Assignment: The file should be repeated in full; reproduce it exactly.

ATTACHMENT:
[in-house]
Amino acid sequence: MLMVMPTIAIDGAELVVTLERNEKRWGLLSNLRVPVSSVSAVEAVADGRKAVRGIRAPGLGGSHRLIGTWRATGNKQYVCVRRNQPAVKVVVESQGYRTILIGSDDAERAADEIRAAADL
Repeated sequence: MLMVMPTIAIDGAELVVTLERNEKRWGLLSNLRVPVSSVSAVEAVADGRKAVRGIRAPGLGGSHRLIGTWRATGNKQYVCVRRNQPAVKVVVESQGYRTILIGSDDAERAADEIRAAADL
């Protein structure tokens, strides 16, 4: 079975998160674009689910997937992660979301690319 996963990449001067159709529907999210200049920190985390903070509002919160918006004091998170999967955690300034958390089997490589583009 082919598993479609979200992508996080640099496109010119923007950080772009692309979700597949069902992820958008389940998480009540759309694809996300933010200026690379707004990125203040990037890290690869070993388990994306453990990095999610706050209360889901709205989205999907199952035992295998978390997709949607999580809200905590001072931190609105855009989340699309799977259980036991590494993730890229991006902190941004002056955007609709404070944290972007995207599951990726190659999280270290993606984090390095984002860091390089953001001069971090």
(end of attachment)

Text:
[in-house]
Amino acid sequence: MLMVMPTIAIDGAELVVTLERNEKRWGLLSNLRVPVSSVSAVEAVADGRKAVRGIRAPGLGGSHRLIGTWRATGNKQYVCVRRNQPAVKVVVESQGYRTILIGSDDAERAADEIRAAADL
Repeated sequence: MLMVMPTIAIDGAELVVTLERNEKRWGLLSNLRVPVSSVSAVEAVADGRKAVRGIRAPGLGGSHRLIGTWRATGNKQYVCVRRNQPAVKVVVESQGYRTILIGSDDAERAADEIRAAADL
């Protein structure tokens, strides 16, 4: 079975998160674009689910997937992660979301690319 996963990449001067159709529907999210200049920190985390903070509002919160918006004091998170999967955690300034958390089997490589583009 082919598993479609979200992508996080640099496109010119923007950080772009692309979700597949069902992820958008389940998480009540759309694809996300933010200026690379707004990125203040990037890290690869070993388990994306453990990095999610706050209360889901709205989205999907199952035992295998978390997709949607999580809200905590001072931190609105855009989340699309799977259980036991590494993730890229991006902190941004002056955007609709404070944290972007995207599951990726190659999280270290993606984090390095984002860091390089953001001069971090």